Flowers in Botanical Gardens

Botanical gardens are like a museum of plants that change from season to season. Visiting a botanical garden is a great way to educate yourself on the wide range of flowers grown around the world. At a botanical garden, you can find highly unusual plants that would otherwise be grown and viewed in specific locations. Sometimes the gardens offer flowers visitors can take home to create their own miniature botanical garden.


Peonies are a perennial flower that grows in botanical gardens throughout the United States. This spring-to-early summer bloomer grows up to 36 inches in height and has enormous, colorful blooms. The flower colors range from red to pink to white and coral. There are also variegated peonies that have more than one color swirled together for a brilliant and unusual addition to the garden. The center of the peony is bright yellow and contrasts with the colorful petals. Peonies require well-drained and slightly acidic soils to thrive. They also prefer full sun to partial shade for a full and hardy bush. The USDA hardiness zone is 3 to 7.


Daylilies are hardy perennial flowers that add color and texture to the landscape. Daylilies are also drought-resistant, making this flower a low-maintenance plant for many botanical gardens. Daylilies are summer bloomers and grow up to 36 inches in height. Their mound-like shape is often seen lining a garden walkway or tucked within a perennial garden. The flowers of the daylily range from yellow to orange, pink and deep purple. The tall upright stems hold the large blooms heads and have draping foliage that cascades down. Daylilies prefer soils with high organic matter and thrive in full sun to partial shade. Their USDA hardiness zone is 3 to 9.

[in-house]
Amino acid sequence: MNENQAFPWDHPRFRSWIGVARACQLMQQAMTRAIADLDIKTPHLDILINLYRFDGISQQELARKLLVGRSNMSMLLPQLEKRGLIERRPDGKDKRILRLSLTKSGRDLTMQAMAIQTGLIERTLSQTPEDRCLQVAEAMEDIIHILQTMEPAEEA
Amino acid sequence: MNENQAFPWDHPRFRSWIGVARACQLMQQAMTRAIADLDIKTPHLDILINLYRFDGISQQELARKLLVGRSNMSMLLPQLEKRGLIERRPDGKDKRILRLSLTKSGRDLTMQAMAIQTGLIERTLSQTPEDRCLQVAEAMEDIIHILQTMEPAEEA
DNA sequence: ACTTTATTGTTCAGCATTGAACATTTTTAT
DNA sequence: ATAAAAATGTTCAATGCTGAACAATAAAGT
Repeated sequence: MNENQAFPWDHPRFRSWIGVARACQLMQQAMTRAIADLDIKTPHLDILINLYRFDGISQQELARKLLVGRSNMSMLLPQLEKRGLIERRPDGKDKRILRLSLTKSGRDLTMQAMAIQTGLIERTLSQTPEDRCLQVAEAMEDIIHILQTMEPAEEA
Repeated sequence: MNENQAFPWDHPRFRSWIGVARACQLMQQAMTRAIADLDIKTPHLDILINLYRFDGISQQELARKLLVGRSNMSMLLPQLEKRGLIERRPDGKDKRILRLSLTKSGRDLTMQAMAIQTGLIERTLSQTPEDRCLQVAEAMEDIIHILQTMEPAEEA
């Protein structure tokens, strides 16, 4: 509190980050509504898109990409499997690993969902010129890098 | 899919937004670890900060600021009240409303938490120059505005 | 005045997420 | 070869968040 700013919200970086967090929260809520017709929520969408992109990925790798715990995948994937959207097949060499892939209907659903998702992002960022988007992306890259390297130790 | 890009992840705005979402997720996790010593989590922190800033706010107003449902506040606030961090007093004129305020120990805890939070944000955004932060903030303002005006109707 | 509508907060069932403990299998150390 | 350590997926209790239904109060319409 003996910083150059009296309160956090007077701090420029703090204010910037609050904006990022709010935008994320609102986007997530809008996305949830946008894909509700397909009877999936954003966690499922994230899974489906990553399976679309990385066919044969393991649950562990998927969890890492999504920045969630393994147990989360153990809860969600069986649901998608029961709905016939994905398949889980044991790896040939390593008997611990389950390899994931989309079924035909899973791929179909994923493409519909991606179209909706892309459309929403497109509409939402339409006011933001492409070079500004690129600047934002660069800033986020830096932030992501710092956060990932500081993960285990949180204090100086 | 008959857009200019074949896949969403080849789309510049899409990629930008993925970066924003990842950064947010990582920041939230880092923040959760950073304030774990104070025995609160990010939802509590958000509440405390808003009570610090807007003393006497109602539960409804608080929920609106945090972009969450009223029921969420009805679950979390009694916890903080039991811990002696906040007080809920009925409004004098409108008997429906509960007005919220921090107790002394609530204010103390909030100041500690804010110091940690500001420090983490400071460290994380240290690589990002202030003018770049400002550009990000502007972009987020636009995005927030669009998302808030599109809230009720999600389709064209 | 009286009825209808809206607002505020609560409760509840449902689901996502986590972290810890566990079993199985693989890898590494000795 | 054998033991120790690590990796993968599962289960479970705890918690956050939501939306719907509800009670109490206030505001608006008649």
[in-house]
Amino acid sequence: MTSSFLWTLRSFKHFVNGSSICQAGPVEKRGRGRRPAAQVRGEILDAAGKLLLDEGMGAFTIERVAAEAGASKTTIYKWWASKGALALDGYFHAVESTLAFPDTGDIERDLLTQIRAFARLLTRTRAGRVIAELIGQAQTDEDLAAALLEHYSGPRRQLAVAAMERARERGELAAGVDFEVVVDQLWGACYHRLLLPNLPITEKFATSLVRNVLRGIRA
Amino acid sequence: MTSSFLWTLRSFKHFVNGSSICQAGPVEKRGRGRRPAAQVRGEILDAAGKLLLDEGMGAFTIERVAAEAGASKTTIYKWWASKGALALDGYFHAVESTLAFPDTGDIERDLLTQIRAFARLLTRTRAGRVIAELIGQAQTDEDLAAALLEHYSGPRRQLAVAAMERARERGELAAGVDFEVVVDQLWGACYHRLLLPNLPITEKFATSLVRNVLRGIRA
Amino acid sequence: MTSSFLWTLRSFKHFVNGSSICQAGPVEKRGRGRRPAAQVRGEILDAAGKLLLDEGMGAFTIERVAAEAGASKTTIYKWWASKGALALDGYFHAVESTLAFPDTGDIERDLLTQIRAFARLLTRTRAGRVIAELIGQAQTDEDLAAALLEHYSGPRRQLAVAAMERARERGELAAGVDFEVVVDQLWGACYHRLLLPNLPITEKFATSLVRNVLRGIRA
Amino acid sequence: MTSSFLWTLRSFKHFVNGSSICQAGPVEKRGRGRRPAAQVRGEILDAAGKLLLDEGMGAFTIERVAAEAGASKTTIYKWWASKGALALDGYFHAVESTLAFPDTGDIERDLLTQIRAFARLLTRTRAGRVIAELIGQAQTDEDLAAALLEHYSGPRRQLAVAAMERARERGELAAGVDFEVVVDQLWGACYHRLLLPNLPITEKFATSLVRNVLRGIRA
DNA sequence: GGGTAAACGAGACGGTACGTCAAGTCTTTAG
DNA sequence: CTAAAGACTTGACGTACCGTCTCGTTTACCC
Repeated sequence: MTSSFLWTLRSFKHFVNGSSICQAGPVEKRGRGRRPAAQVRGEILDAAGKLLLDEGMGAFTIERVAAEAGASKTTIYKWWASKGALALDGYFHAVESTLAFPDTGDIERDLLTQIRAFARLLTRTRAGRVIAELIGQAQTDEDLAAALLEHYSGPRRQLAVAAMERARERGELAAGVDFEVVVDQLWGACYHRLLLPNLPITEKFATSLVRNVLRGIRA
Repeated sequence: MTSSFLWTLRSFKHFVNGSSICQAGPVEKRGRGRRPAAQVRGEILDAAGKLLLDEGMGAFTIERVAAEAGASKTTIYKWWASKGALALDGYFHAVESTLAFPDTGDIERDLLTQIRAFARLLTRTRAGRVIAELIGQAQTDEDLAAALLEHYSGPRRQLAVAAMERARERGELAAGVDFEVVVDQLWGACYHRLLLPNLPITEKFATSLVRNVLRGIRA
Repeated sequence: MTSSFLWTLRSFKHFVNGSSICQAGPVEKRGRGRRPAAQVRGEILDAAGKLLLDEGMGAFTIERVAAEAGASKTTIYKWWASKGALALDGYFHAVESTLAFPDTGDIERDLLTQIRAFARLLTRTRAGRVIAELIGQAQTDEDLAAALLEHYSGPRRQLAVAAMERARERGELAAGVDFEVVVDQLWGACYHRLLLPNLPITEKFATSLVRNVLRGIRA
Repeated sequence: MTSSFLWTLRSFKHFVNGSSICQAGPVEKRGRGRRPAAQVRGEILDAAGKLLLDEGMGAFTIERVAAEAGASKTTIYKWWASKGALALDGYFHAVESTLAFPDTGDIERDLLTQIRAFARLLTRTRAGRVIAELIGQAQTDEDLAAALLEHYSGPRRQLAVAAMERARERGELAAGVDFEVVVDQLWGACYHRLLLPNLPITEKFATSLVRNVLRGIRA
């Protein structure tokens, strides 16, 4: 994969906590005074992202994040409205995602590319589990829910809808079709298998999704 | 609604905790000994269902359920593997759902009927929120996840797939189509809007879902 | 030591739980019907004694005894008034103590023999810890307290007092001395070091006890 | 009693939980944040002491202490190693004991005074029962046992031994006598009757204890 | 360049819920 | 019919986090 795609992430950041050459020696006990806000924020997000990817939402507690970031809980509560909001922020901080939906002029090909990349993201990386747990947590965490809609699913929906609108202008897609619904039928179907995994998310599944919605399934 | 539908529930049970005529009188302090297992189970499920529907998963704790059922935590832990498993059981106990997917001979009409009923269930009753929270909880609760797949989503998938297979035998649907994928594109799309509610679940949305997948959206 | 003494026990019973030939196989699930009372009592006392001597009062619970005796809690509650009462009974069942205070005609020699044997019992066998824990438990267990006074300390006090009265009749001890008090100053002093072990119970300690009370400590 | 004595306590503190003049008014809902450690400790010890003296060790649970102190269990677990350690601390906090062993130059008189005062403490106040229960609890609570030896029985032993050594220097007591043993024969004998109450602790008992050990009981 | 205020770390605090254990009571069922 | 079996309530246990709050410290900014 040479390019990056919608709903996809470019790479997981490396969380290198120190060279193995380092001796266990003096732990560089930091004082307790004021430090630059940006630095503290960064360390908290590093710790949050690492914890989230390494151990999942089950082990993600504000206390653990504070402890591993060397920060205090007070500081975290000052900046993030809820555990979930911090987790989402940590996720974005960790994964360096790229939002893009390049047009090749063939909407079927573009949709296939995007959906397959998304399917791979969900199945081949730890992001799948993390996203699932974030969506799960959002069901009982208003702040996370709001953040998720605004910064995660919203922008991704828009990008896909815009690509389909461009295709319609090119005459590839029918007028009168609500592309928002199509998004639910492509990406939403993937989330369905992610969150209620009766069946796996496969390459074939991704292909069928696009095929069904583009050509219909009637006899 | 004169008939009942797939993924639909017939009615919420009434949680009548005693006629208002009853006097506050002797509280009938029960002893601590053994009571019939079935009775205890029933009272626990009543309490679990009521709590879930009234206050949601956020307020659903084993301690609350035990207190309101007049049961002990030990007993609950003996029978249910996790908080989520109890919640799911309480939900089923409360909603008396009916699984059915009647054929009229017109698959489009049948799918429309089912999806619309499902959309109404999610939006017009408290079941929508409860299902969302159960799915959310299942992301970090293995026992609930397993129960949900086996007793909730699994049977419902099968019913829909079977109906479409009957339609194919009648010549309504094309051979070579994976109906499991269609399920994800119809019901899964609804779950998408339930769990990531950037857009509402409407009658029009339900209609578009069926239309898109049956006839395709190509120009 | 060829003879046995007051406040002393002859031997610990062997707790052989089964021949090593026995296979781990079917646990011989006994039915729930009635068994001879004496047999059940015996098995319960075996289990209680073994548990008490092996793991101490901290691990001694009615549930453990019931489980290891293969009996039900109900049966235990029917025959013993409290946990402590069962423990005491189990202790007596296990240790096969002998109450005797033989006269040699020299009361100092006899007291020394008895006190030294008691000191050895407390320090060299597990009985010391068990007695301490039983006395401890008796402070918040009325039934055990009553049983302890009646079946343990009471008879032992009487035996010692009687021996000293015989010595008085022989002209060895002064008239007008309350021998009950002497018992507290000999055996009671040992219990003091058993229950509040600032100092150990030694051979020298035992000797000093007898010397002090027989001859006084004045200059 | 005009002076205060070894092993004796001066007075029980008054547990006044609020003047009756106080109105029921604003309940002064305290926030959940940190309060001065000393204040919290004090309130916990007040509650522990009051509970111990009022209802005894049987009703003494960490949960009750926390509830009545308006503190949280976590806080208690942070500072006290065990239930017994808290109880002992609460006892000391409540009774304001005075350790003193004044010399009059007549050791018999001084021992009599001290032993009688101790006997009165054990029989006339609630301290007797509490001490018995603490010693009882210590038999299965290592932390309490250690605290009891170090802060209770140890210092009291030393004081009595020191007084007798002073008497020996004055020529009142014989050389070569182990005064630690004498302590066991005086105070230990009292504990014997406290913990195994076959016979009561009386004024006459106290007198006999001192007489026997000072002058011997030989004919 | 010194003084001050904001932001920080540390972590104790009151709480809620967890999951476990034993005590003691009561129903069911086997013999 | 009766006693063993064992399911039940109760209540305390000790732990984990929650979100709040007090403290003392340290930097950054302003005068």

Rose-Mallow Hibiscus

Rose-mallow hibiscus is often seen scattered throughout botanical gardens. These tall perennial blooms grow up to 8 feet in height and come back each year fuller and taller. Their 6- to 10- inch blooms grow in a range of colors including red, white and pink. The flower stalk on the rose-mallow hibiscus is conjoined with the leaf stalk to support the giant blooms. The leaves are narrow and egg-shaped and range from 3 to 8 inches long. They also have toothed edges. Rose-mallow hibiscus prefers moist soil and full sun to partial sun. They can be grown in containers and are sometimes seen growing in a botanical garden greenhouse. Their USDA hardiness zone is 5 to 11.

Keywords: botanical garden flowers, peony flowers, colorful daylilies, rose-mallow hibiscus

About this Author

Callie Barber is a writer and photographer in North Carolina. Her work has appeared in Forbes and Automotive News magazine. She holds a Bachelor of Arts in international studies from the University of North Carolina at Chapel Hill.